Early Childhood Development Toys By Age

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Cynthia Hockman, ARNP, MS, CPNP, UnityPoint Health, recommends the following developmental toys for babies and toddlers to make play fun and educational.

Toys for Infants: 0-4 Months

“Babies prepare for developmental achievements during their early months through a mix of motor, sensory and emotional experience,” Cynthia says. “Sensory toys involving textures, sounds and bright, contrasting colors are all great developmental choices for babies. By 4-months-old, babies can bring their hands together in the midline and use their eyes to coordinate hand movement.”

  • Rattles - Build grip and tactile stimulation
  • Mirrors - Improve focus on faces and objects (8-12 inches away). Stimulate social and language development.
  • Musical mobiles - Stimulate hearing, stimulate infant to make sounds
  • Tripod gyms with dangling toys - Enhance reach and grasp; keeping head in midline, bringing hands together in midline
  • Books with baby faces, animals, high-contrast - Speech and language development, social and cognitive development
  • Colorful floor play mats - Enhance tummy play, developing strength in arms/legs

Toys for Infants: 4-6 Months

“Babies hands are now open, and they’re attempting to reach and grasp objects purposefully. First teeth usually start to erupt around 6 months-old, and everything baby grasps is brought to mouth to teeth on. Objects need to be large enough to not fit completely in mouth to avoid choking,” Cynthia says.

  • Textured and/or chilled teethers - Cope with teething
  • Soft squeeze toys - Squeeze toys of different sizes and shapes build gasping and manipulation skills.
  • Peek-a-boo toys - Enhance object permanence

Toys for Infants: 6-9 Months

“At 6-months-old, babies can sit and manipulate objects with hands, and their movement patterns are more controlled,” Cynthia says.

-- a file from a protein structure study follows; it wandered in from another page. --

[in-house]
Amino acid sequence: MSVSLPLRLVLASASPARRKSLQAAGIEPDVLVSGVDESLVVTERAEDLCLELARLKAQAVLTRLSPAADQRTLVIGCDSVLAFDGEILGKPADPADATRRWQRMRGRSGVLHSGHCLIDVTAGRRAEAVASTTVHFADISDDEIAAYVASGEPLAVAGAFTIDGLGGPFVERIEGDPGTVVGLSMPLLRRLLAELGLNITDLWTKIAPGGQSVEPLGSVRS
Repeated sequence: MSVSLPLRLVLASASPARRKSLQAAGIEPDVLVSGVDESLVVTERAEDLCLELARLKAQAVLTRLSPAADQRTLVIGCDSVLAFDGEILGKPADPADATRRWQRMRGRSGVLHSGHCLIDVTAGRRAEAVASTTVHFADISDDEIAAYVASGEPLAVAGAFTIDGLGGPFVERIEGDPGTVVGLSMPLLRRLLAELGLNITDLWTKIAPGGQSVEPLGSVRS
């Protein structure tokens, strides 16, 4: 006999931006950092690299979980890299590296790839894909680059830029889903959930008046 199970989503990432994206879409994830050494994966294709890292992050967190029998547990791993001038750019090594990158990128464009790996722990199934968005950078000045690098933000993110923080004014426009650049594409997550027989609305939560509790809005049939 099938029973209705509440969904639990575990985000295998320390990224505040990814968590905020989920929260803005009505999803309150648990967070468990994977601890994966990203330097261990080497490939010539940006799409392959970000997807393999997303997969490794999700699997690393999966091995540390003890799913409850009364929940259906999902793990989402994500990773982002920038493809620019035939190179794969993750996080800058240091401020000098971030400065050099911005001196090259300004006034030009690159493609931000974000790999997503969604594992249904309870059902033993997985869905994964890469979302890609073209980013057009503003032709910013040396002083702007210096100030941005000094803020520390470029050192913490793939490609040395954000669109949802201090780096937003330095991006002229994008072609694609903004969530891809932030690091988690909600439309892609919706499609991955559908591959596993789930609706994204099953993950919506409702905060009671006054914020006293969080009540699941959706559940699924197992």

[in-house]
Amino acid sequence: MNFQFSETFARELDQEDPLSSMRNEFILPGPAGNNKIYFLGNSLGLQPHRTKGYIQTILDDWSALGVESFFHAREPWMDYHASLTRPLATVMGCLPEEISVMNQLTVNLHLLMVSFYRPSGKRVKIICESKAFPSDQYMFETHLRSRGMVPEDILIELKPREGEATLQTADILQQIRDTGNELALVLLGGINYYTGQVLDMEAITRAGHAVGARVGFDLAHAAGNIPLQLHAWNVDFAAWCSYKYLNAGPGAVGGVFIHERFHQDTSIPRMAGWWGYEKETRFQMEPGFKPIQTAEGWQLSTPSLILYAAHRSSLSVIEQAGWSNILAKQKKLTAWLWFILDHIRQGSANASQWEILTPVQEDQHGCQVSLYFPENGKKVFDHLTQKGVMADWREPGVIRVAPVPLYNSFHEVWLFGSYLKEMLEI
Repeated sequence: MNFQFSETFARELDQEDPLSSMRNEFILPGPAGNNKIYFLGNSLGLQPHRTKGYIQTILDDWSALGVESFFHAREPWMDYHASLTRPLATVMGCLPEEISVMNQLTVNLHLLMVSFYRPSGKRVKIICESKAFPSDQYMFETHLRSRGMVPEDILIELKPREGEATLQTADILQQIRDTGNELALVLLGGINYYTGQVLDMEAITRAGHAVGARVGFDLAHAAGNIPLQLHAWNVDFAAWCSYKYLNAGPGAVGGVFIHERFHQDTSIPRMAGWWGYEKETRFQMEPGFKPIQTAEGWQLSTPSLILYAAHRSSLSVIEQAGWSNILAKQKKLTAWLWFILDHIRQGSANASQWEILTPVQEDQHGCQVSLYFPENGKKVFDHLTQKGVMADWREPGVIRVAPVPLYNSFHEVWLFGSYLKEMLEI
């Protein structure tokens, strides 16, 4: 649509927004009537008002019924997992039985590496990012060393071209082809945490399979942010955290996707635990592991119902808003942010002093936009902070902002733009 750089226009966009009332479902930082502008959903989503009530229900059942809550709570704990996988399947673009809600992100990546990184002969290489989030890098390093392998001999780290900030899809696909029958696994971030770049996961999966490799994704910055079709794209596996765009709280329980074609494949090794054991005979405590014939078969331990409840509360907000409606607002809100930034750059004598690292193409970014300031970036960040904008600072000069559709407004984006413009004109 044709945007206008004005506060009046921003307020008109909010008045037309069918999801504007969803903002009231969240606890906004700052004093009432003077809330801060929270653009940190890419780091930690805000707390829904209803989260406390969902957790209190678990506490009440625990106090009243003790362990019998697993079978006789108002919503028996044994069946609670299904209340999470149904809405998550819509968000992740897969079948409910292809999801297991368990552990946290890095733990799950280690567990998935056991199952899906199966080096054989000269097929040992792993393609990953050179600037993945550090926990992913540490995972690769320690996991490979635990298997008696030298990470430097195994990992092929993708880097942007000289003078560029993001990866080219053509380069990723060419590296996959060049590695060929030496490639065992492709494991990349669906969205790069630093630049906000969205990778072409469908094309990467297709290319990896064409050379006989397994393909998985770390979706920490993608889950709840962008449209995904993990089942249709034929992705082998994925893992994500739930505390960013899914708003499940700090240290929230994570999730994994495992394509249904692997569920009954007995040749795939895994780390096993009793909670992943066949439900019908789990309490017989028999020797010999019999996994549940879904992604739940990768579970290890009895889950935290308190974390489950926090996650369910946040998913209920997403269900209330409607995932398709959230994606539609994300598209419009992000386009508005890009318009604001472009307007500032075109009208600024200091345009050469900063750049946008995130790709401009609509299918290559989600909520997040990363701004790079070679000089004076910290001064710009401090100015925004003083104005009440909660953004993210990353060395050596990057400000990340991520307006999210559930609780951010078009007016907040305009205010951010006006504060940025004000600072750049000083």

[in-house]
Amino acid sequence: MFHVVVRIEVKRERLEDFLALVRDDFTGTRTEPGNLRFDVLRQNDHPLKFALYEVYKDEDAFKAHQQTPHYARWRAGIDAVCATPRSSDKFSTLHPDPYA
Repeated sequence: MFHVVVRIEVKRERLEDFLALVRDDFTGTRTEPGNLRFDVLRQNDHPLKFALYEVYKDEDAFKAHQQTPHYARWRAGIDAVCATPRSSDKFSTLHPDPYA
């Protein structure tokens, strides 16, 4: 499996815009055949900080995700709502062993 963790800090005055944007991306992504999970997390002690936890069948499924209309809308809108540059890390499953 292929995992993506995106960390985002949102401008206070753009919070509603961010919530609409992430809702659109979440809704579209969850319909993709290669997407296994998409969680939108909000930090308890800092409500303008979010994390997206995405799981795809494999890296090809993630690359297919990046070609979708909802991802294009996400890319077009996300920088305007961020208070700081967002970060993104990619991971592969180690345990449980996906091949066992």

• Baby blocks - Build fine motor skills
  • Toys that roll and make sounds when touched - Encourage creeping/crawling movement, enhance gross motor skills
  • Peek-a-boo toys - Enhance object permanence
  • Busy box - Manipulate objects and create cause/effect

Toys for Infants: 9-12 Months

“Babies are now able to get to sit and pull to stand independently, as well as start to crawl. Push toys need to have a broad, stable base to support babies’ weight and prevent falling,” Cynthia says.

  • Sensory balls (textured) - Promote gross motor and tactile skills, as well as grasping, coordination and crawling; can also be used for relaxation and body massage
  • Toys where baby can put items into containers - Develop gross and fine motor skills
  • Peek-a-boo or hide-and-seek toys - Toys that have a hide and seek effect enhance object permanence

Toys for Infants: 12-15 Months

“Around babies’ first birthdays is when we see their cognitive development really grow. Cause and effect toys are fun, yet challenging,” Cynthia says.

Babies are starting to use words meaningfully. Babies are now standing independently, walking and explore environment.

  • Stackable cubes - Increase fine motor skills, cognitive development of spatial relations
  • Puzzles with easy-grasp knobs - Build fine motor skills, hand-eye coordination, enhance expressive and receptive language and cognitive development (giving one-step commands, as you talk about finding specific puzzle pieces)
  • Cause and effect toys - Enhance object permanence and challenge

Toys for Toddlers: 24 Months to 3+ Years

Keeping toddlers busy can be tricky, and while Cynthia offers educational toy recommendations for this age group, she also reminds parents of the importance of reading – no matter what age.

“Books are the best toys, at any age, to enhance speech and language development, social and cognitive development and instill in a child the love of reading for a lifetime!” Cynthia says. Toddlers are starting to name colors, point and name pictures, make animal sounds, starting to count and carry on simple conversations. Make story time interactive and ask questions about the story and see what your toddler comprehends! Toddlers are becoming more independent and can be potty trained. 

Cynthia also says technology definitely can assist with your child’s development. But, she encourages parents to promote a healthy balance of learning through technology and learning through creative play. “There are many free, educational and fun preschool apps for toddlers designed to help them learn colors, shapes, counting, ABC’s and other activities that enhance their problem-solving abilities. However, as with any activity, moderation is the key to screen play. Children need time to play creatively, too,” Cynthia says. For additional questions regarding your child’s development or child development toys by age, contact your UnityPoint Health provider or pediatrician.